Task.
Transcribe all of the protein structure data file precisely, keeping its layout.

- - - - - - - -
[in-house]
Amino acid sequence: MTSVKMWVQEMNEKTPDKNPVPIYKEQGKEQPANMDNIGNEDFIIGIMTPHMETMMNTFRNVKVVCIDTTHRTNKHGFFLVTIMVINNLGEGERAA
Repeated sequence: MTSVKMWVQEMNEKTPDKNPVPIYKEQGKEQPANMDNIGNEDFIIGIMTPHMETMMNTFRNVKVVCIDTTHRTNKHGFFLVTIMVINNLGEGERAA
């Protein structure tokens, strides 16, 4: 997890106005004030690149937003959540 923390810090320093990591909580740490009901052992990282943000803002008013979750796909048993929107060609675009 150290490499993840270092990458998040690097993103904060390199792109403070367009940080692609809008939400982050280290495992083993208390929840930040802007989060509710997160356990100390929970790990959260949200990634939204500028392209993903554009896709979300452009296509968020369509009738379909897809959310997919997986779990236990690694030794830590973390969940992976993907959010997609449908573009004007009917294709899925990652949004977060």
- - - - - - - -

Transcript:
[in-house]
Amino acid sequence: MTSVKMWVQEMNEKTPDKNPVPIYKEQGKEQPANMDNIGNEDFIIGIMTPHMETMMNTFRNVKVVCIDTTHRTNKHGFFLVTIMVINNLGEGERAA
Repeated sequence: MTSVKMWVQEMNEKTPDKNPVPIYKEQGKEQPANMDNIGNEDFIIGIMTPHMETMMNTFRNVKVVCIDTTHRTNKHGFFLVTIMVINNLGEGERAA
């Protein structure tokens, strides 16, 4: 997890106005004030690149937003959540 923390810090320093990591909580740490009901052992990282943000803002008013979750796909048993929107060609675009 150290490499993840270092990458998040690097993103904060390199792109403070367009940080692609809008939400982050280290495992083993208390929840930040802007989060509710997160356990100390929970790990959260949200990634939204500028392209993903554009896709979300452009296509968020369509009738379909897809959310997919997986779990236990690694030794830590973390969940992976993907959010997609449908573009004007009917294709899925990652949004977060």